What if, instead of designing games that went 180 degrees in the opposite direction from how people use their computers outside games, designers actually tried to make game interfaces work more like applications nongamers use? Would that make PC gaming more accessible? Couldn’t hurt.

I await the epoch-making first-person shooter that’s designed to be played with 2 hands on the keyboard. I’m not entirely joking. 😉

swtor trooper

I think Star Wars: The Old Republic may possibly be coming up with the best solution to a problem that has plagued a lot of MMOs before: How do you get players to tank and heal, when most of them just want to do damage?

(This is  a function of the Holy Trinity of tanking, healing and DPS, around which most crappy MMO AI and encounters are built.)

Take a look at the Sith Warrior, the latest class unveiled by Bioware in its glacially slow rollout of information about the game. Now, on background — all of the previous classes they’ve introduced have been pretty clearly damage-dealing classes: the Trooper, which uses heavy guns and armor; the Smuggler, a sort of stealth / ranged type; and the Bounty Hunter, a ranged damage dealer.

Now they’ve announced the Sith Warrior (note the two-word construction; strong indication there are other Sith playables planned), a heavy armor-wearing melee class with what appear to be tanking skills and limited crowd control abilities.

So let’s just put some lego pieces together here:

1) No healers or tanks had been announced previously.

2) No Jedi or Sith had been announced previously.

3) Four of eight classes as yet unrevealed.

4) Hints at more than one kind of class for Jedi or Sith.

To me, it seems like Bioware is using the “everyone will want to be a Jedi/Sith” problem to solve the “nobody wants to be a tank or healer” problem. Make Jedi and Sith tanks and healers. It’s quite ingenious, if that’s what they’re at.

So when I go on vacation, I come back more rested and ready to work. Birds tweet a little louder, my coworkers seem less irritating, and my workday seems to move much more briskly.

Massive titles have adopted something similar, with XP gains growing larger after a period of inactivity, but what about in-game vacations? What about a system that encourages you to do something besides what you do most?

Imagine a system whereby if you, say, spent most of your time raiding, you could increase your raiding performance (health increase, damage increase, whatever) for a certain amount of time by, say, PvPing? Conversely, if you went on your first raid in a month, why not buff the damage you do against other players? Or if you were a crafter, and you won your first pvp contest in a month, you’d get an extra chance of critical crafting gains.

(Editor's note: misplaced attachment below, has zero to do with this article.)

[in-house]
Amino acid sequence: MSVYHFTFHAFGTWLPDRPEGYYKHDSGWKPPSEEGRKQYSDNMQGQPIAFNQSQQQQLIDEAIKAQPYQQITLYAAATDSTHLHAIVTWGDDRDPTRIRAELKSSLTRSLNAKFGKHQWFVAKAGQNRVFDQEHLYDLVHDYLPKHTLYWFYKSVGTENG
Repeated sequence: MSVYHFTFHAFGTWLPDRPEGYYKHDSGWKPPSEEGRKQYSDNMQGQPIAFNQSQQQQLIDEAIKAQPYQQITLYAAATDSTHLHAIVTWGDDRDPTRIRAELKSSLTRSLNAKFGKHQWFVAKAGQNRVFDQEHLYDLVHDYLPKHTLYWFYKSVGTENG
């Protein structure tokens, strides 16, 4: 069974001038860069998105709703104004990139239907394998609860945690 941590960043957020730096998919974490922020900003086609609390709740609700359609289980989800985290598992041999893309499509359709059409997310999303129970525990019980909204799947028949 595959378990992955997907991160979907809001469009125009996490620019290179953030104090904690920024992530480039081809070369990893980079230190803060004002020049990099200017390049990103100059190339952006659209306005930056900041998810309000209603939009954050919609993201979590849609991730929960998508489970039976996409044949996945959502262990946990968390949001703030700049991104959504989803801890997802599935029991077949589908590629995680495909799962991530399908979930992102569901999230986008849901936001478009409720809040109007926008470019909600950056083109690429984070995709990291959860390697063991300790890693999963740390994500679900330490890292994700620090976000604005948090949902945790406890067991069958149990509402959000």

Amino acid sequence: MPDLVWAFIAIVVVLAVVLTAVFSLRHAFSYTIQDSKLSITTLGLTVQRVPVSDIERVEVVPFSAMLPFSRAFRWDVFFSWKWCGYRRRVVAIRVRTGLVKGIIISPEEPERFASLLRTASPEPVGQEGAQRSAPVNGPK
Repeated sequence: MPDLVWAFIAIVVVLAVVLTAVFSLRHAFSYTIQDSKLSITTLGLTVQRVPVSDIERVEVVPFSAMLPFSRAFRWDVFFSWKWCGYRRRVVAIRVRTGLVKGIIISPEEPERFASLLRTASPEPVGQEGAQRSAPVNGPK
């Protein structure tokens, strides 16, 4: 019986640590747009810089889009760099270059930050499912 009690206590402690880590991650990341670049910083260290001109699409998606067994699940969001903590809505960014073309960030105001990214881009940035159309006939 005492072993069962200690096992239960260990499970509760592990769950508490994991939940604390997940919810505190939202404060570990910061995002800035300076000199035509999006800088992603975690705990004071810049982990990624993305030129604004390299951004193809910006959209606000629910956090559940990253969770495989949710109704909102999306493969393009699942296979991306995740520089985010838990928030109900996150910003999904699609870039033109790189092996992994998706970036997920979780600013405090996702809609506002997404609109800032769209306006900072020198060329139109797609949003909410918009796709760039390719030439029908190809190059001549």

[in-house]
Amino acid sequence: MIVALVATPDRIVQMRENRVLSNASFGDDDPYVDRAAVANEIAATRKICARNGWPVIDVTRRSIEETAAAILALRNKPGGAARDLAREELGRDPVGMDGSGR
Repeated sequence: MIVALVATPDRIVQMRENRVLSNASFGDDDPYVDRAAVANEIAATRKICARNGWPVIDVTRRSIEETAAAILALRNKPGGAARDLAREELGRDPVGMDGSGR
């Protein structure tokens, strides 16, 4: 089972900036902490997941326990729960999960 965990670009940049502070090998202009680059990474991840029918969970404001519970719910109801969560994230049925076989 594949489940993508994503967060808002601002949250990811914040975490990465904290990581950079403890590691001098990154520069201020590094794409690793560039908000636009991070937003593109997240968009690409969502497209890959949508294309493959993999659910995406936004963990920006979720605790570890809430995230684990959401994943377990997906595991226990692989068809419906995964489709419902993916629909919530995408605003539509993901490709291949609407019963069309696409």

Would be a gentle way to nudge people into exploring different aspects of the game and gently suggesting people explore all the content games have to offer.

So it’s another patch day in WoW. I’ve faced these in LOTRO and EQ2 and DDO, too.

You wait hours and hours to get the game back up only to finally log in moments before you have to go to bed, or whatever.

Wouldn’t it be neat if, during patch days, MMO companies could incorporate a minigame into their loader software? Imagine — you launch the Turbine launcher, or the Blizzard launcher, or the SoE station launcher, and it launches a minigame that lets you win, I dunno, buff food or something in game while you’re waiting for servers to get back up. Think of something like Legends of Norrath, but it could be as simple as something like Peggle. Just something to let you feel like you were progressing your character while the servers were down.

Hell, it could even be something as different as a web-based game like Kingdom of Loathing or Legends of Zork that only ran during times the servers were down. Could even offer special vanity prizes or something that were only obtainable if you played the minigames while servers were down.

I think what frustrates people about patch days is the sense that they’re missing out on time that they had planned to use achieving goals in-game. A game-tied minigame could help that.

Mrs. Beasley. Photo by Hayley Bouchard.

Famlies anger us. They motivate us. They frustrate us. They bring us joy and wonder.

MMOs do all those things — some of them intentially. So why aren’t family ties more important in the genre?

There are games that allow you to create family ties within them. LOTRO’s family system moves the genre a bit in that direction, but I’d be interested to play a game that took family seriously as a source of both challenge and reward. LOTRO’s system is basically a RP tool, it seems to me, with a dash of guilding thrown in.

What I wonder would work is a system that treated families, and all their positive and negative interactions, seriously.

Just throwing out silly ideas, what if:

  • Increases by a family member with a faction also slightly increased your reputation with that faction, based on the idea that your last name “carries weight”?
  • Players on the opposite faction who were “related” to you weren’t aggro, or if you did attack them, you got greater faction gain / loss because you proved your family loyalty counted less than faction?
  • Marriages meant something, in that some element of the benefits of being part of one family could convey to members of the new, conjoined family?
  • Your father gave you a quest to kill the snakes in the back yard, and he got aggro and attacked you if you approached him again without completing it?

These ideas are really crude, but I’d be interested to hear of games that that do family ties right. Any notions?

photograph by Hayley Bouchard